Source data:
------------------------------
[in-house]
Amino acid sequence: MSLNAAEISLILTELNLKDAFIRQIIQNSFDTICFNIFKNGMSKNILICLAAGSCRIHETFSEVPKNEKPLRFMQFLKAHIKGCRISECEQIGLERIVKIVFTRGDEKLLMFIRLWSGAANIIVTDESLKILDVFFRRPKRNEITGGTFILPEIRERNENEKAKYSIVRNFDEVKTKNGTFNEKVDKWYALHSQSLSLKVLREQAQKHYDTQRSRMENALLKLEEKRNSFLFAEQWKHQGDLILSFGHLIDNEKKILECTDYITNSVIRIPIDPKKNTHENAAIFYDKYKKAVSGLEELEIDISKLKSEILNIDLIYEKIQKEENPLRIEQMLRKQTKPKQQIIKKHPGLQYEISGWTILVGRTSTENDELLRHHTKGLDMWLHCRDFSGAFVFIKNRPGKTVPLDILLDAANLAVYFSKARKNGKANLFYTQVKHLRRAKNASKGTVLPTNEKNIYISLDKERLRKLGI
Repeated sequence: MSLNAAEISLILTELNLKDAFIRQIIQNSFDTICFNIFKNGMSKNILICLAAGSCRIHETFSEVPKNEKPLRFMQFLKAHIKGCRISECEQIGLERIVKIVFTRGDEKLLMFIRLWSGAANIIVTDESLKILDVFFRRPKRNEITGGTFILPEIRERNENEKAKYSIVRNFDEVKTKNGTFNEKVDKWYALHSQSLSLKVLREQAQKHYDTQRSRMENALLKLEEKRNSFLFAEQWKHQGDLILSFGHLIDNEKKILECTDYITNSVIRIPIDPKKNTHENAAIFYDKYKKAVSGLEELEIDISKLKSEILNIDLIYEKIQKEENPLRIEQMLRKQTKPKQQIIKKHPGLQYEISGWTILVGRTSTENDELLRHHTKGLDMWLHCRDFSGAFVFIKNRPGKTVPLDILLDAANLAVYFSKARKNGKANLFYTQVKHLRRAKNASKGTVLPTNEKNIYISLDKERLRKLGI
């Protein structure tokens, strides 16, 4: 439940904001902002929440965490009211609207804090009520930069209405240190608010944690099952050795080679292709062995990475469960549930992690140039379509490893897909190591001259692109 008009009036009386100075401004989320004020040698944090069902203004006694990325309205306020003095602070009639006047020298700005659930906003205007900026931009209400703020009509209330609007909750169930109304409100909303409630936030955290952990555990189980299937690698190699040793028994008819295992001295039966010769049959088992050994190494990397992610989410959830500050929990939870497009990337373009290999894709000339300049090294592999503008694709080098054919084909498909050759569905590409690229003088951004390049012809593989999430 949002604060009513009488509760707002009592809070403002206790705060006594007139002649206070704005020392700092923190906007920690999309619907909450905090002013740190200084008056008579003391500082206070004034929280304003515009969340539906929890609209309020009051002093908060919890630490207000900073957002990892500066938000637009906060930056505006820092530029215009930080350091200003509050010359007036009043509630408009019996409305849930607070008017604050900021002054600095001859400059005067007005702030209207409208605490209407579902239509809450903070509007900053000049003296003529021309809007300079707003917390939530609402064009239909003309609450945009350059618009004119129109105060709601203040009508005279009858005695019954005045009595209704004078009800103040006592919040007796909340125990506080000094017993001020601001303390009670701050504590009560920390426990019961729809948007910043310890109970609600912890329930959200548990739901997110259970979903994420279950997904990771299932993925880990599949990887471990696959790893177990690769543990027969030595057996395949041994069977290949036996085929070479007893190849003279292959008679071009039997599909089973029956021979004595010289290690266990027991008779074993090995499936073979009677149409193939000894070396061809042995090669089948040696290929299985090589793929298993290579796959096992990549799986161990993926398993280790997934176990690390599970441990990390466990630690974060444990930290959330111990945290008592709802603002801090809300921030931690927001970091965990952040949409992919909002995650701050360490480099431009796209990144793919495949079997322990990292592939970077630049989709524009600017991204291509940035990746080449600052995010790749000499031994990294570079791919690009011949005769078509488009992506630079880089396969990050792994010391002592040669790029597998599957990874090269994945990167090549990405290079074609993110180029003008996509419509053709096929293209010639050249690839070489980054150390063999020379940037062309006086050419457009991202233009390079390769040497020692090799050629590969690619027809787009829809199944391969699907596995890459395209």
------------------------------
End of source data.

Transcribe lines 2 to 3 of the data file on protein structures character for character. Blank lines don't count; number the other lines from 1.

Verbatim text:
Amino acid sequence: MSLNAAEISLILTELNLKDAFIRQIIQNSFDTICFNIFKNGMSKNILICLAAGSCRIHETFSEVPKNEKPLRFMQFLKAHIKGCRISECEQIGLERIVKIVFTRGDEKLLMFIRLWSGAANIIVTDESLKILDVFFRRPKRNEITGGTFILPEIRERNENEKAKYSIVRNFDEVKTKNGTFNEKVDKWYALHSQSLSLKVLREQAQKHYDTQRSRMENALLKLEEKRNSFLFAEQWKHQGDLILSFGHLIDNEKKILECTDYITNSVIRIPIDPKKNTHENAAIFYDKYKKAVSGLEELEIDISKLKSEILNIDLIYEKIQKEENPLRIEQMLRKQTKPKQQIIKKHPGLQYEISGWTILVGRTSTENDELLRHHTKGLDMWLHCRDFSGAFVFIKNRPGKTVPLDILLDAANLAVYFSKARKNGKANLFYTQVKHLRRAKNASKGTVLPTNEKNIYISLDKERLRKLGI
Repeated sequence: MSLNAAEISLILTELNLKDAFIRQIIQNSFDTICFNIFKNGMSKNILICLAAGSCRIHETFSEVPKNEKPLRFMQFLKAHIKGCRISECEQIGLERIVKIVFTRGDEKLLMFIRLWSGAANIIVTDESLKILDVFFRRPKRNEITGGTFILPEIRERNENEKAKYSIVRNFDEVKTKNGTFNEKVDKWYALHSQSLSLKVLREQAQKHYDTQRSRMENALLKLEEKRNSFLFAEQWKHQGDLILSFGHLIDNEKKILECTDYITNSVIRIPIDPKKNTHENAAIFYDKYKKAVSGLEELEIDISKLKSEILNIDLIYEKIQKEENPLRIEQMLRKQTKPKQQIIKKHPGLQYEISGWTILVGRTSTENDELLRHHTKGLDMWLHCRDFSGAFVFIKNRPGKTVPLDILLDAANLAVYFSKARKNGKANLFYTQVKHLRRAKNASKGTVLPTNEKNIYISLDKERLRKLGI